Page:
Education blueprint: North Godwin Elementary
This week, What’s Working focuses on education by taking a look at one Michigan school that went from academic mediocrity to being a model for educational reforms in the state. North Godwin Elementary is located just south of Grand Rapids in a working class community with a high immigrant population. Many families in the area are refugees from countries such as Bosnia, Cuba, Vietnam, and Liberia. A high number of students spend a few years learning English as a second language.
When Arelis Diaz arrived as a teacher at North Godwin Elementary in 1995, the students were struggling to reach proficiency in basic skills. She spent five years as a teacher, and then served as principal of the school from 2000 to 2005. In that time, North Godwin’s students began excelling on standardized tests, bringing student proficiency rates to upwards of 80 percent across all subjects. That academic success at North Godwin continues today. The school has been the recipient of praise and awards for its turnaround, including the “Dispelling the Myth” award in 2010, given by The Educational Trust.
Today Ms. Diaz works as a Program Officer for the W.K. Kellogg Foundation, which focuses on creating strong, safe, and supportive communities for children.
But back in 1995, as Ms. Diaz settled in at North Godwin, she says there were a number of problems facing the school.
“We weren’t meeting expectations. We had very few students who were meeting or exceeding our state standards based on our Michigan assessment of the MEAP. There was not a lot of collaboration within the teachers and the teaching staff, and we did not have a lot of family engagement.”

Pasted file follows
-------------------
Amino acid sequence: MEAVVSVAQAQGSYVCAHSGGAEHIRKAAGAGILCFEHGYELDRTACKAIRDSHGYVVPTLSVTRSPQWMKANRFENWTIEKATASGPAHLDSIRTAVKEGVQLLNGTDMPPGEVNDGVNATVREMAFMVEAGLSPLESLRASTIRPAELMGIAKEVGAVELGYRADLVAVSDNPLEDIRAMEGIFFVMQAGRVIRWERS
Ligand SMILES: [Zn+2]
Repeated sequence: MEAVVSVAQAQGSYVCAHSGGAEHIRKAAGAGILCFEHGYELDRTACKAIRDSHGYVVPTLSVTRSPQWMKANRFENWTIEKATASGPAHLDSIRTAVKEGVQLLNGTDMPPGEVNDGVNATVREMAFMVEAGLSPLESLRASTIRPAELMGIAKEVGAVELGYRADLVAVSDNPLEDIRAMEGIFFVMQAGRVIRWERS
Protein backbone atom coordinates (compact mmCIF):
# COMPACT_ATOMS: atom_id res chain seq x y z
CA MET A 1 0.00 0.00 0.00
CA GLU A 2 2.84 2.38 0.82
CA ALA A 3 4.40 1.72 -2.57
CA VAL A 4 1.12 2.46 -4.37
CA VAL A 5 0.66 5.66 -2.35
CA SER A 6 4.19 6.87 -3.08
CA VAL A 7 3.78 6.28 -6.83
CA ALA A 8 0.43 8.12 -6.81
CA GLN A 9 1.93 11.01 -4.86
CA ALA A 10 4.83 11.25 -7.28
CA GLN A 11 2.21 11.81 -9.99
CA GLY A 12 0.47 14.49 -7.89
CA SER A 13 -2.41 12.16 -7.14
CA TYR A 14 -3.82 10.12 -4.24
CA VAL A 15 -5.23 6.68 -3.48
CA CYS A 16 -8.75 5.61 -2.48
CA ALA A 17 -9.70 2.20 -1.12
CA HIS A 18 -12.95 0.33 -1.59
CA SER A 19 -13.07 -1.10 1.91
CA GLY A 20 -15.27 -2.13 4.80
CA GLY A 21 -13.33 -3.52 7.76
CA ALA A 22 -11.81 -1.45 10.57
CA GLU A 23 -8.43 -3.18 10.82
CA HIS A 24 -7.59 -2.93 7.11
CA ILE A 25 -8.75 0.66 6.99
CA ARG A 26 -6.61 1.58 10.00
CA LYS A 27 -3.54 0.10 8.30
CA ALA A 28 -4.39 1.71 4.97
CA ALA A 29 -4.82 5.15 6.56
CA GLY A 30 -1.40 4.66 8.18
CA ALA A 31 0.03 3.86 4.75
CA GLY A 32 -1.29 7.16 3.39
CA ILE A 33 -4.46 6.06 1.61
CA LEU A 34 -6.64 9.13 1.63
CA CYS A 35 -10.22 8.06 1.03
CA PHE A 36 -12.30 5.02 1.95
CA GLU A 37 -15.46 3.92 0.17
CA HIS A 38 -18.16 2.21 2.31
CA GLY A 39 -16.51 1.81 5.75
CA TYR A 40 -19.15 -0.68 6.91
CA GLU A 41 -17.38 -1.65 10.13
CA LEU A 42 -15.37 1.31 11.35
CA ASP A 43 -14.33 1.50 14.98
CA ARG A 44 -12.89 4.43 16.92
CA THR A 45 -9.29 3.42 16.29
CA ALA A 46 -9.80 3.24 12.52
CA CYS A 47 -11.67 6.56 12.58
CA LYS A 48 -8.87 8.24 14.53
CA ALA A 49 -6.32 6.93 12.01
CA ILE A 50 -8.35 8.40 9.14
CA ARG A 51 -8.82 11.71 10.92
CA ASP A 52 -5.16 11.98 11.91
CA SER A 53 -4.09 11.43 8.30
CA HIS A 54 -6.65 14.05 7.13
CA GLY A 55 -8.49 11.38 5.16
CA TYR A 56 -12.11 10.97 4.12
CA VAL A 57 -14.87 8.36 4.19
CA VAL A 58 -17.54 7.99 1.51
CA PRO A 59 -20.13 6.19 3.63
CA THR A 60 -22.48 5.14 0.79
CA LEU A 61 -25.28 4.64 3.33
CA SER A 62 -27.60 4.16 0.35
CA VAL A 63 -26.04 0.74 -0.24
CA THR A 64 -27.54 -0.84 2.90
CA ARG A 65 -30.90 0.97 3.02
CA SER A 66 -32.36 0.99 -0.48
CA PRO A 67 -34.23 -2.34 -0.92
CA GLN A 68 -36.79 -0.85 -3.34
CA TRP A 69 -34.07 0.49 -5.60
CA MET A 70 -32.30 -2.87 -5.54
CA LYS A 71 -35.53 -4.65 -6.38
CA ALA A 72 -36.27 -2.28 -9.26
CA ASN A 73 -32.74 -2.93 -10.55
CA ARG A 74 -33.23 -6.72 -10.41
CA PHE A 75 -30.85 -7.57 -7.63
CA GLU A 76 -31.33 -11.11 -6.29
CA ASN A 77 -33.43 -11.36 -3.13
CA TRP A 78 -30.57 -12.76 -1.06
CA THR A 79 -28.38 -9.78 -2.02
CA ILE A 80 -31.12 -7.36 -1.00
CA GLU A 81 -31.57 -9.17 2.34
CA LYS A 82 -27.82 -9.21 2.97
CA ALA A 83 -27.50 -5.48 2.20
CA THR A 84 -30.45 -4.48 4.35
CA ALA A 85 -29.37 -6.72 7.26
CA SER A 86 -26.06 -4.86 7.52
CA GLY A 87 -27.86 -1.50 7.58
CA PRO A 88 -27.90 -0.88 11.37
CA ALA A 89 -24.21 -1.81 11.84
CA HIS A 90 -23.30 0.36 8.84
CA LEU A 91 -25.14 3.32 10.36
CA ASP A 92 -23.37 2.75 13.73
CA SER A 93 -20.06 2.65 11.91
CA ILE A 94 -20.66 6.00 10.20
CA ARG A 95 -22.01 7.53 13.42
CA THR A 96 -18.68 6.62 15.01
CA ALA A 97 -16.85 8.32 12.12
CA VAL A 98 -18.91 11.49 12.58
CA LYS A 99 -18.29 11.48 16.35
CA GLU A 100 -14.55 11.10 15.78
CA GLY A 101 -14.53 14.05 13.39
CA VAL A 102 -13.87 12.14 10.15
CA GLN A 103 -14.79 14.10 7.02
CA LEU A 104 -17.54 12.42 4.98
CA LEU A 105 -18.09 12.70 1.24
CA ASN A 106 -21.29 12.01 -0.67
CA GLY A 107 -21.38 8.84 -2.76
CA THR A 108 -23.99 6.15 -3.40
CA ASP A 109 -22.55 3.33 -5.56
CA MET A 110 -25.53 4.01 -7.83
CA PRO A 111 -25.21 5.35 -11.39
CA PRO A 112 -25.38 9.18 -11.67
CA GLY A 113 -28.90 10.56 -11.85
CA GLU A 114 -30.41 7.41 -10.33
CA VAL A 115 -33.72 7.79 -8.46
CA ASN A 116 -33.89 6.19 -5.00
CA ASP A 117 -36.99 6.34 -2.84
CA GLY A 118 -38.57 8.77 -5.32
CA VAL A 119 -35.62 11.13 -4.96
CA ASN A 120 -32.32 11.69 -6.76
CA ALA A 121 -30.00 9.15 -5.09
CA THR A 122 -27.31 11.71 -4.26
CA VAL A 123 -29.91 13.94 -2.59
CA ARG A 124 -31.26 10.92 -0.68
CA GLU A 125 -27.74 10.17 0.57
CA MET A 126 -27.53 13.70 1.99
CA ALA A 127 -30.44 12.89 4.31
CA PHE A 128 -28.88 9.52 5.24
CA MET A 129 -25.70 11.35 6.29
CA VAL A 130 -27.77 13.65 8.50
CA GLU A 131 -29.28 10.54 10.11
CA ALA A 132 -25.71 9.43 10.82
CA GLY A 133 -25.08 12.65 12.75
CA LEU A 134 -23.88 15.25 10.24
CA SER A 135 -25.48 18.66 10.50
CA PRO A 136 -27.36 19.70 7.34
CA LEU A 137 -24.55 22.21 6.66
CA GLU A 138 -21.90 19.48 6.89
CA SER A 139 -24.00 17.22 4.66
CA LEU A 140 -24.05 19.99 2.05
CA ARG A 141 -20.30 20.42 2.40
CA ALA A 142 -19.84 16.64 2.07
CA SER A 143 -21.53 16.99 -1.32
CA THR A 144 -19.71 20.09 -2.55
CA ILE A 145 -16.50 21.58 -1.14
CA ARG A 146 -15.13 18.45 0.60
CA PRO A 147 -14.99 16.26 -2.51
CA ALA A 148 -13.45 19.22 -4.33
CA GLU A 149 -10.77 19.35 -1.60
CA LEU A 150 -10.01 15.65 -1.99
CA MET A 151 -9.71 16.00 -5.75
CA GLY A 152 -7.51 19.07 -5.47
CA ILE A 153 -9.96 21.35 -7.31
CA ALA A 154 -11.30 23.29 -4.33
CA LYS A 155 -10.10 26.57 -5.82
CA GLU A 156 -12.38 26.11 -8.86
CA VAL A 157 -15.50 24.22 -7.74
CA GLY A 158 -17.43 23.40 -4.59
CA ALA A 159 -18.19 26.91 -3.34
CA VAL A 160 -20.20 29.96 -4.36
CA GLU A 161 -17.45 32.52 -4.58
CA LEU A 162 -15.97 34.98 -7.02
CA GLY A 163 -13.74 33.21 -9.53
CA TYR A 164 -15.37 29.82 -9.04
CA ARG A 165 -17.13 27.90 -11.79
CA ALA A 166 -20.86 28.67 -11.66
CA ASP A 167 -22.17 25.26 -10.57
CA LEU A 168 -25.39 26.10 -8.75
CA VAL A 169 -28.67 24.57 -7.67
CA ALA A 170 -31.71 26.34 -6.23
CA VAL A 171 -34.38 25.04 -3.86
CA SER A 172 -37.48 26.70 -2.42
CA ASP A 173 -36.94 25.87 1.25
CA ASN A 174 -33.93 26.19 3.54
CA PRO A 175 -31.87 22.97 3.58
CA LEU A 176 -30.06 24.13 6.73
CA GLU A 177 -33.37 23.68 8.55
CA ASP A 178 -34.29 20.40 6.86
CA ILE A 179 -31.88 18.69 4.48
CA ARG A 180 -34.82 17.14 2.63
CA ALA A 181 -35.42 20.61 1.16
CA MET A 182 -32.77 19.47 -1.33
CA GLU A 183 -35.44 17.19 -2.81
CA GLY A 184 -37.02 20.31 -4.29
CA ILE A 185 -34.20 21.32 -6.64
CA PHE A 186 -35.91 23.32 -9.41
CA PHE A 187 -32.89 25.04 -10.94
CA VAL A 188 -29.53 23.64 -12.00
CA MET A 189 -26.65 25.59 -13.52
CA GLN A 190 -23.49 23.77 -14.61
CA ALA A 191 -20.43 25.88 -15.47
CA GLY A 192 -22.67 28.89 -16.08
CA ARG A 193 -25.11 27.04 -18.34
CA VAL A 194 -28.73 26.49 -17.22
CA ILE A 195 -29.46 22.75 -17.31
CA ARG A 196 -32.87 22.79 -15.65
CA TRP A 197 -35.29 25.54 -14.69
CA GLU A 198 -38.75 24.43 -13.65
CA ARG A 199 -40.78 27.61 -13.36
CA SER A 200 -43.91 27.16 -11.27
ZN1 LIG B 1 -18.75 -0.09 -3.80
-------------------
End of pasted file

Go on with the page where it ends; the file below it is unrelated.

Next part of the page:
A big part of Diaz’s approach to education reform is to study student performance and test data, then model instruction to address deficiencies. The formation of a program called “Parents Are Teachers” is a good example of this, as Diaz explains.
“That really started from the need that we experienced. And when we looked at our data, and we looked at who our students were that were not meeting our expectations, a lot of them came from our immigrant families. So we produced this program and we had it in English, Spanish, Vietnamese, and Bosnian. And we provided the strategies that the families needed to be able to enrich their experience, their academic experience, but also to really see it as, ‘Let’s partner with them and let’s give them the literacy skills that we know our students need. Let’s not just tell them about the skills, but show them and model it for them, and also engage them in the process.’”
Diaz says engaging parents in the academic process is vital to catching up students who have fallen behind in basic skills. Speaking again of the Parents Are Teachers program, Diaz explains how the teachers gave parents strategies for helping their children learn.
“The teachers gave it to them (the families) in their own language, showed them how to do it, and partnered with them. So the students and the parents are working together and they’re gaining the same skills that the students are learning during the school day. And then, after school it’s also mirrored to be able to kind of unwrap the mystery of the education system for some of our families that really have a difficult time maneuvering the system.”
But the problems facing schools are often too large for a single program to remedy. After captaining and witnessing the turnaround at North Godwin Elementary, Diaz says what sets North Godwin apart from other schools is the dedication of teachers and their belief in the students’ abilities.
“Definitely the belief system. Efficacy. Believing that all children can learn. And the attitudes of the teachers there, I feel is that they will do whatever they need to do to ensure student learning. And if that means staying after school with a student, or giving up their lunch period to be able to work with a student... Whether it’s a regular classroom teacher working with a special education teacher, or working with the English language teacher, they’re all working together in that building to ensure maximum student learning. Whatever it takes, they’re going to ensure that that happens.”
Eliot Johnson – Michigan Radio Newsroom